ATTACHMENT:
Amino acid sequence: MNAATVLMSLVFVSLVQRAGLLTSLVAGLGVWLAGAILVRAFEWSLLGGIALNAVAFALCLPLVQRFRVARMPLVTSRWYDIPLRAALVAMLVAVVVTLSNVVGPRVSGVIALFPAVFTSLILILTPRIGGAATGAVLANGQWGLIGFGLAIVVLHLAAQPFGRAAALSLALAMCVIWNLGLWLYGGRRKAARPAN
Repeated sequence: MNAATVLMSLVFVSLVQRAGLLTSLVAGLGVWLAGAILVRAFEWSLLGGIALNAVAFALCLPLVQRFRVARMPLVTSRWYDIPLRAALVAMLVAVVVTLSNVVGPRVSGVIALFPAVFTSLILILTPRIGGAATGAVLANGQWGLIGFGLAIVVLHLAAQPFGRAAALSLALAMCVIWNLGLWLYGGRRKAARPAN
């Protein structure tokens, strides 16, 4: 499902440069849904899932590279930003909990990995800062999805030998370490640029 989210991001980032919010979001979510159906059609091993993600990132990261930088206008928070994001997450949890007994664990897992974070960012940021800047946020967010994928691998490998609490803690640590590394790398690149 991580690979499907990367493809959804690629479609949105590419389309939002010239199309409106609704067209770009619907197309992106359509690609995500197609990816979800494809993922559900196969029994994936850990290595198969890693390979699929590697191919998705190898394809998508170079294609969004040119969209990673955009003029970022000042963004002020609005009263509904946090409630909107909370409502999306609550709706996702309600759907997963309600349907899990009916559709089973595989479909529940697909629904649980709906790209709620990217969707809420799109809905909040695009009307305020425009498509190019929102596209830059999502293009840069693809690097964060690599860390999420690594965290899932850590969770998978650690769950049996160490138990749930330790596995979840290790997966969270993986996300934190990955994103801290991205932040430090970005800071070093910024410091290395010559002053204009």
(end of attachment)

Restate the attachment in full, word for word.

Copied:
Amino acid sequence: MNAATVLMSLVFVSLVQRAGLLTSLVAGLGVWLAGAILVRAFEWSLLGGIALNAVAFALCLPLVQRFRVARMPLVTSRWYDIPLRAALVAMLVAVVVTLSNVVGPRVSGVIALFPAVFTSLILILTPRIGGAATGAVLANGQWGLIGFGLAIVVLHLAAQPFGRAAALSLALAMCVIWNLGLWLYGGRRKAARPAN
Repeated sequence: MNAATVLMSLVFVSLVQRAGLLTSLVAGLGVWLAGAILVRAFEWSLLGGIALNAVAFALCLPLVQRFRVARMPLVTSRWYDIPLRAALVAMLVAVVVTLSNVVGPRVSGVIALFPAVFTSLILILTPRIGGAATGAVLANGQWGLIGFGLAIVVLHLAAQPFGRAAALSLALAMCVIWNLGLWLYGGRRKAARPAN
């Protein structure tokens, strides 16, 4: 499902440069849904899932590279930003909990990995800062999805030998370490640029 989210991001980032919010979001979510159906059609091993993600990132990261930088206008928070994001997450949890007994664990897992974070960012940021800047946020967010994928691998490998609490803690640590590394790398690149 991580690979499907990367493809959804690629479609949105590419389309939002010239199309409106609704067209770009619907197309992106359509690609995500197609990816979800494809993922559900196969029994994936850990290595198969890693390979699929590697191919998705190898394809998508170079294609969004040119969209990673955009003029970022000042963004002020609005009263509904946090409630909107909370409502999306609550709706996702309600759907997963309600349907899990009916559709089973595989479909529940697909629904649980709906790209709620990217969707809420799109809905909040695009009307305020425009498509190019929102596209830059999502293009840069693809690097964060690599860390999420690594965290899932850590969770998978650690769950049996160490138990749930330790596995979840290790997966969270993986996300934190990955994103801290991205932040430090970005800071070093910024410091290395010559002053204009």